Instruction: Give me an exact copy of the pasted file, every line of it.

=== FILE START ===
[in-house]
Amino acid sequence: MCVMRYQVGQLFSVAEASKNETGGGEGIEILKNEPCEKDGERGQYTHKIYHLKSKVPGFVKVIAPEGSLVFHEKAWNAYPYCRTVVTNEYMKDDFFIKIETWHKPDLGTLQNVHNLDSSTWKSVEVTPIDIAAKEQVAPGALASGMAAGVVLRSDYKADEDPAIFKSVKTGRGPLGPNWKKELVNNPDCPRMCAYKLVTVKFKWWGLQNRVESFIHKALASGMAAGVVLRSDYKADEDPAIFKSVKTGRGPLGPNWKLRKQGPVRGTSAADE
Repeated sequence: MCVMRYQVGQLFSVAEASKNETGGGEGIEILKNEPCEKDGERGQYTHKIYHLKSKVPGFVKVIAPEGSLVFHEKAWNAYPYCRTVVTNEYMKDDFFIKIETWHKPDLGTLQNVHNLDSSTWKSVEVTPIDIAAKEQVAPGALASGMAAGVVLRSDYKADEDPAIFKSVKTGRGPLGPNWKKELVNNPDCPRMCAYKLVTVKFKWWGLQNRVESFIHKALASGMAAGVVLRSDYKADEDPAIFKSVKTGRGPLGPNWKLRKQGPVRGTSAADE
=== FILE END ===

[in-house]
Amino acid sequence: MCVMRYQVGQLFSVAEASKNETGGGEGIEILKNEPCEKDGERGQYTHKIYHLKSKVPGFVKVIAPEGSLVFHEKAWNAYPYCRTVVTNEYMKDDFFIKIETWHKPDLGTLQNVHNLDSSTWKSVEVTPIDIAAKEQVAPGALASGMAAGVVLRSDYKADEDPAIFKSVKTGRGPLGPNWKKELVNNPDCPRMCAYKLVTVKFKWWGLQNRVESFIHKALASGMAAGVVLRSDYKADEDPAIFKSVKTGRGPLGPNWKLRKQGPVRGTSAADE
Repeated sequence: MCVMRYQVGQLFSVAEASKNETGGGEGIEILKNEPCEKDGERGQYTHKIYHLKSKVPGFVKVIAPEGSLVFHEKAWNAYPYCRTVVTNEYMKDDFFIKIETWHKPDLGTLQNVHNLDSSTWKSVEVTPIDIAAKEQVAPGALASGMAAGVVLRSDYKADEDPAIFKSVKTGRGPLGPNWKKELVNNPDCPRMCAYKLVTVKFKWWGLQNRVESFIHKALASGMAAGVVLRSDYKADEDPAIFKSVKTGRGPLGPNWKLRKQGPVRGTSAADE